Saturday, November 3, 2007


Story: Caroline Boateng

THE Office of Accountability (OA) has said it is going ahead with its plans to conduct a nation-wide survey on a corruption index.
The Daily Graphic issue of Friday, August 24, 2007, reported that the office was embarking on a corruption survey, which would reveal in reality corruption and not its perception as other studies tended to publish.
The revelations at the public hearings of the Public Accounts Committee (PAC) of Parliament on widespread corruption and malfeasance in the public service, have confirmed the hunch of Prof Kwabena Konadu Oduro, the Chairman of the OA, who told the Daily Graphic that he was going ahead with the study.
He said he felt only a slight vindication at the revelations, adding that the AO’s announced intention of undertaking a corruption index was borne out of its observations and studies that showed that corruption was prevalent in the public service rather than among political leaders as the perception was.
He said the study, which would give a corruption index rather than a perception of it, was far advanced and would be administered nation-wide.
According to him, when completed, it would present the country with facts on the prevalence of corruption for the its own confidence, instead of relying on studies of international bodies who documented only indicators on the perception of corruption they were not conversant with.
He said it would also be used to monitor and help in formulating strategies to prevent malfeasance in public service, all in line with ensuring good governance that was a key function of the OA.
Prof Oduro mentioned prosecution as one solution to stem the widespread malfeasance in the public service but emphasised monitoring and supervision of public service business as a key measure and more permanent answer.
He said in line with the office’s mandate as an in-house corruption preventive mechanism, it was currently strategising on institutions to ensure thorough monitoring of the resources of Ghanaians.
He explained that that might include the setting up of monitoring teams who would supervise to ensure that resources were used for what they were intended for.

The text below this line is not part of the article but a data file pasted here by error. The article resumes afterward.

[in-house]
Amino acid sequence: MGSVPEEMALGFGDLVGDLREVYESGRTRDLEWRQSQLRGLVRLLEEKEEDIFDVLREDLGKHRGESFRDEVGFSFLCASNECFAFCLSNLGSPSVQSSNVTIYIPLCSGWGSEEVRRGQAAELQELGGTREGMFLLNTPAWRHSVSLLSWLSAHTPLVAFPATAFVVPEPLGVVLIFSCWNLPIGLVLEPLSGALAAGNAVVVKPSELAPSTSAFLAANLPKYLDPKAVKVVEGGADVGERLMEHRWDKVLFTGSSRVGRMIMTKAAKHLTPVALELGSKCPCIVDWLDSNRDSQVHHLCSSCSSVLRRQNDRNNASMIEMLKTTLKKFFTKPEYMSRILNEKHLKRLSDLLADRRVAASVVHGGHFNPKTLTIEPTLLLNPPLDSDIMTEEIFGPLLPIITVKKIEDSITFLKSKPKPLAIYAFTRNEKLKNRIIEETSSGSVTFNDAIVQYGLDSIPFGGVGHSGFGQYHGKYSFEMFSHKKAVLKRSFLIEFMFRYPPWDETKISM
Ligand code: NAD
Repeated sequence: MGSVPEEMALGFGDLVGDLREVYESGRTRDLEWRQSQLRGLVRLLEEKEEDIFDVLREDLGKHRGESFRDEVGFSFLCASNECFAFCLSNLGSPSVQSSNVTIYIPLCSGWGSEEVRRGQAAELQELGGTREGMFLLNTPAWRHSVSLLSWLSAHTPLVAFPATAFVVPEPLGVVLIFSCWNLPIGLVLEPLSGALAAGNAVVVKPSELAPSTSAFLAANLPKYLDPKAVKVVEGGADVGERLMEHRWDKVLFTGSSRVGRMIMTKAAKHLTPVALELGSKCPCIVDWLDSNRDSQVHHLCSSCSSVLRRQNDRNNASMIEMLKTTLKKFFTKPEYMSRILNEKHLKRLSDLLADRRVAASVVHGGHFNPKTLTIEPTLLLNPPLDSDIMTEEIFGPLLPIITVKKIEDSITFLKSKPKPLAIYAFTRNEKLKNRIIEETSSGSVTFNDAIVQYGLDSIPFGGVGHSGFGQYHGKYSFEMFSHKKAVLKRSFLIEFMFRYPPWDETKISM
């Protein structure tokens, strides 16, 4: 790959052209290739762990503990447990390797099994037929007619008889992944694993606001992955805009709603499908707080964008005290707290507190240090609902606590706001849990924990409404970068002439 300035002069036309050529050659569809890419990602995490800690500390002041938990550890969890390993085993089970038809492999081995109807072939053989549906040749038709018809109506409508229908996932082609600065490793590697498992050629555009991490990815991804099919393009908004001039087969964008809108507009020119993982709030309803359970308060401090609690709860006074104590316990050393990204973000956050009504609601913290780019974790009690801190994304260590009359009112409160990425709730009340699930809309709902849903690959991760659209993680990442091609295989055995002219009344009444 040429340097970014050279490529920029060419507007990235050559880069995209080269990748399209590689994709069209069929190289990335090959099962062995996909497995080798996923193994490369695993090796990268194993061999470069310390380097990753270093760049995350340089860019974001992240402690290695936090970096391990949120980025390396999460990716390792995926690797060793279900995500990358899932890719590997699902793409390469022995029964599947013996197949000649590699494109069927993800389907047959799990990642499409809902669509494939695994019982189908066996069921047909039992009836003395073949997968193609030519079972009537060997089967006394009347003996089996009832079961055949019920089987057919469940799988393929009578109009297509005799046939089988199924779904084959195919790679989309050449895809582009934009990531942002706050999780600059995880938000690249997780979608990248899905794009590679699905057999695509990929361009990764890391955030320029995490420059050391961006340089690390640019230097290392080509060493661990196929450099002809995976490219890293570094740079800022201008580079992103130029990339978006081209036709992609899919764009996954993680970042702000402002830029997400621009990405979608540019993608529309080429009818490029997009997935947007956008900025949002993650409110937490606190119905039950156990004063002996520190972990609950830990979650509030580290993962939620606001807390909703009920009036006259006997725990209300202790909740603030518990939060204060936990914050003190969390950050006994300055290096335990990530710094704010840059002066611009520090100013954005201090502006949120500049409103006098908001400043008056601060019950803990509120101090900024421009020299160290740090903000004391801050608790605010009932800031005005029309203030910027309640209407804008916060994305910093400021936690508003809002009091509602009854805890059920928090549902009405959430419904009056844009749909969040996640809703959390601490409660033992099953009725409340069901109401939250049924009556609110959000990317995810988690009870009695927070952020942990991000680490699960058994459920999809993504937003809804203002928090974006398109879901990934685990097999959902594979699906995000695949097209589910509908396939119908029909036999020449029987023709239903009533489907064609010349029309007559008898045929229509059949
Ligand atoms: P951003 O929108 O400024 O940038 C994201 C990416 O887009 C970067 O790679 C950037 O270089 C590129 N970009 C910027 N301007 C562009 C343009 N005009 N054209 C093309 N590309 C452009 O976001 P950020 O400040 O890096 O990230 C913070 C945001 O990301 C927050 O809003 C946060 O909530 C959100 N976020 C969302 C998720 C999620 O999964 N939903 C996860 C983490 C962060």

Thus, through spot checks, these working groups, he said, would visit ministries and districts to verify if, for instance, a road tendered for was what had been constructed and if the money put in the construction was what was budgeted for.
On the law on causing financial loss to the state, Prof Oduro said he did not mind whether the law was amended or scrapped for, according to him, there were other laws in the statute books to ensure that those who were found doing wrong were held responsible.
Contributing, the head of Communications of the OA, Mr Kwamena Longdon, drew attention to the fact that most revelations at the PAC were primarily on financial administration and not on procurement, where ministers had a real stake and where lots of money were involved.
He said that was evidence of the sharpness of the monitoring of the OA, as it would make sure that all the provisions stipulated under the procurement act were adhered to.
Meanwhile other views solicited from the civil society organisations show that everybody is eager to see the measures that the government would institute to ensure an accountable public service.
Mr Steve Manteaw of the Centre for Budget Advocacy of the Integrated Social Development Centre (ISODEC) proposed two immediate remedial actions that the government had to come out with.
The first was the recovery of money lost and the second, the need for the due processes of law to apply to those who were found to be part of the corrupt acts.
Mr Manteaw said the Attorney General, Mr Joe Ghartey, needed to evoke the law on “causing financial loss to the state” in so far as it had not been expunged from the law books.
Mr Manteaw said he was not surprised by the findings of the committee because corruption in the public service had been touted yearly in reports such as the Transparency International reports.
He, however, expressed his disappointed about the lack of will on the part of the government to pursue vigorously its motto of zero tolerance for corruption.
“When we spoke about corruption, they often said we had to provide evidence. Now this is the evidence they have,” he added.
The National Democratic Congress (NDC) Member of Parliament (MP), Mr Haruna Iddrissu, agreed that anyone found to be guilty had to face the full rigours of the law.
He said corruption had to be made “a high risk” crime by meting out punishment in a manner to deter others.
Mr Iddrissu added that there was the need for the application of wide ranging measures, such as the enforcement of rules and regulations in the public sector.
The Executive Director of the Ghana Anti-Corruption Coalition (GACC), Ms Florence Denise, for her part, said institutional procedures in the public service had to be strengthened and monitored properly.

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